The New Ethics
London, 1907
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The inhabitants of the earth are bound to each other by the ties and obligations of a common kinship. Man is simply one of a series of sentients, differing in degree, but not in kind, from the beings below, above, and around him. The Great Law—ACT TOWARD OTHERS AS YOU WOULD ACT TOWARD A PART OF YOUR OWN SELF—is a law not applicable to Aryans only, but to all men; and not to men only, but to all beings. There is the same obligation to act toward a German, a Japanese, or a Filipino, as one acts toward a part of his own organism, as there is to act in this way toward Americans or Englishmen; and, furthermore, there is the same reason for acting in this manner toward horses, cats, dogs, birds, fishes, and insects, as there is in acting so toward men. Restricting the application of this all-inclusive injunction to the human species, is a practice dictated solely by human selfishness and provincialism. The restriction is made, not because we are logical, but because we are diminutive.

How would it be for ants or elephants, or some other distinct group of the inhabitants of a world, to cut themselves off ethically from the rest, observing in their conduct toward each other THE GREAT LAW of social propriety, but ignoring this law in their conduct toward others, and acting toward all others, although these others were like them in every essential respect, as if they were without any of the ordinary rights and sensibilities of a common consciousness? Is it probable that men would have any difficulty in seeing clearly the untenableness of such an attitude? And yet it would be just as logical for any other group of animals to do this as it is for men to do it. The philosophies of this world have all been framed by, and from the standpoint of, a single species, and they are still managed and maintained in the interests of this species. What insects! The breadth of human sympathy and understanding is the catholicity of katydids who never see beyond the hedgerows that bound the little meadow in which they sing their lives away.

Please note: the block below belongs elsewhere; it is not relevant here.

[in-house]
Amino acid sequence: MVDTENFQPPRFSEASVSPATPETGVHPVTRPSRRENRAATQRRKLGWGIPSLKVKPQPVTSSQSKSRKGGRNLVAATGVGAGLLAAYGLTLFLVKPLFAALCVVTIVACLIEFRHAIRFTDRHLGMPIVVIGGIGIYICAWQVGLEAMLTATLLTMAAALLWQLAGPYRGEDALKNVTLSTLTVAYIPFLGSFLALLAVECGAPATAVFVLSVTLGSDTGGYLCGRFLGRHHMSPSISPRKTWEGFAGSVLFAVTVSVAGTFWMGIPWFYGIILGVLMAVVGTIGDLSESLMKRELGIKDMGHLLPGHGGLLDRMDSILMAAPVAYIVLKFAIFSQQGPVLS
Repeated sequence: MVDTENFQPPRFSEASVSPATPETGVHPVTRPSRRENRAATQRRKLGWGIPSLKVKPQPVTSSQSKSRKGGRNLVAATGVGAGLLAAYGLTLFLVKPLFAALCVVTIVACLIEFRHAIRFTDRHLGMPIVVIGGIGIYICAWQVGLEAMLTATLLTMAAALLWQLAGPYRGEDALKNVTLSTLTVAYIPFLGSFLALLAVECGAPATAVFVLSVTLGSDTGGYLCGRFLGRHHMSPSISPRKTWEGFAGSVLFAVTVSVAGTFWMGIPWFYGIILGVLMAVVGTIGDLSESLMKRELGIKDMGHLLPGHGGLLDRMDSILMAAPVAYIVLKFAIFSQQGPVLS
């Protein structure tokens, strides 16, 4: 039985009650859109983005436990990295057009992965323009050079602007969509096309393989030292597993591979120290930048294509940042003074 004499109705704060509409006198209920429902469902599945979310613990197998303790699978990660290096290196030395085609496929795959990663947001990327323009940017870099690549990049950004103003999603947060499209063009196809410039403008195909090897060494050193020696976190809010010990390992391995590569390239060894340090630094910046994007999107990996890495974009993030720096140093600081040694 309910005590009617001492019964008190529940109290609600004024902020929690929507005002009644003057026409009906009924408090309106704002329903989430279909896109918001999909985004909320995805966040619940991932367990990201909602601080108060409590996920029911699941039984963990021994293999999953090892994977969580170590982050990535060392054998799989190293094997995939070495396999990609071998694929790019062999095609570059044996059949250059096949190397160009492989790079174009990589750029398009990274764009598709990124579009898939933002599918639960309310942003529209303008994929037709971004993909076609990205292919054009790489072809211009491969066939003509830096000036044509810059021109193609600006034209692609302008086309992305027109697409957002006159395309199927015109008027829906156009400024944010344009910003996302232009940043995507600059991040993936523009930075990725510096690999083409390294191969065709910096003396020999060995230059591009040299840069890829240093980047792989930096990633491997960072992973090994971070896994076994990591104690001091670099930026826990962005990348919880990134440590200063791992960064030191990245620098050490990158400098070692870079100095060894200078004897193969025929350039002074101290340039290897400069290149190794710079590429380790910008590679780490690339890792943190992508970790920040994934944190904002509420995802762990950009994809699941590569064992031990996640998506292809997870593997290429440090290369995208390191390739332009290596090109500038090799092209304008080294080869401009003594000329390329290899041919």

Moral practice and understanding are everywhere tribal and antagonistic. They have been inherited, not reasoned out. They have been handed along to us, not generated by us. They have come about as a result of the militant condition of things in the midst of which and in conformity with which life has been developed on the earth.

The ideal conception of social obligation is bigger than family and friends, bigger than the city and state in which one happens to be born and raised, bigger than species, bigger even than the particular world of which one is a tenant. There are no aliens anywhere, not even in hell, to the being who is as big morally as he ought to TQQ—only brothers. The universal heart goes out in tenderness beyond all boundaries of form and color and architecture and accident of birth—into every place where quivers a living soul. The Great Law is for the healing and consolation of all. Moral obligation is as extensive as the power to feel. […]